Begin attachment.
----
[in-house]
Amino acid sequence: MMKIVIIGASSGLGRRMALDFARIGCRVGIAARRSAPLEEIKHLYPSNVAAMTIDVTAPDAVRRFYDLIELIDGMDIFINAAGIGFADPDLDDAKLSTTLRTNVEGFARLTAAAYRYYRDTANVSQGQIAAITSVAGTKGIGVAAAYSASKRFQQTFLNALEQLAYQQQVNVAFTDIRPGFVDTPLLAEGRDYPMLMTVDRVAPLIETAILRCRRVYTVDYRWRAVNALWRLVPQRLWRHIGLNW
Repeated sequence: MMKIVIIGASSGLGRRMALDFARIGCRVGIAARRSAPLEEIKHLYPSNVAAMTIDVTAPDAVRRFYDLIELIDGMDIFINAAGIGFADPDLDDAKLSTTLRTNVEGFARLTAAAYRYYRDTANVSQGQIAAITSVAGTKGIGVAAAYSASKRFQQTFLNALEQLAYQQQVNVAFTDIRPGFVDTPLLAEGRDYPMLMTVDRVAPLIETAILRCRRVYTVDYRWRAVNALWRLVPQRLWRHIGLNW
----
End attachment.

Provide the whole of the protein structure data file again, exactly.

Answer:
[in-house]
Amino acid sequence: MMKIVIIGASSGLGRRMALDFARIGCRVGIAARRSAPLEEIKHLYPSNVAAMTIDVTAPDAVRRFYDLIELIDGMDIFINAAGIGFADPDLDDAKLSTTLRTNVEGFARLTAAAYRYYRDTANVSQGQIAAITSVAGTKGIGVAAAYSASKRFQQTFLNALEQLAYQQQVNVAFTDIRPGFVDTPLLAEGRDYPMLMTVDRVAPLIETAILRCRRVYTVDYRWRAVNALWRLVPQRLWRHIGLNW
Repeated sequence: MMKIVIIGASSGLGRRMALDFARIGCRVGIAARRSAPLEEIKHLYPSNVAAMTIDVTAPDAVRRFYDLIELIDGMDIFINAAGIGFADPDLDDAKLSTTLRTNVEGFARLTAAAYRYYRDTANVSQGQIAAITSVAGTKGIGVAAAYSASKRFQQTFLNALEQLAYQQQVNVAFTDIRPGFVDTPLLAEGRDYPMLMTVDRVAPLIETAILRCRRVYTVDYRWRAVNALWRLVPQRLWRHIGLNW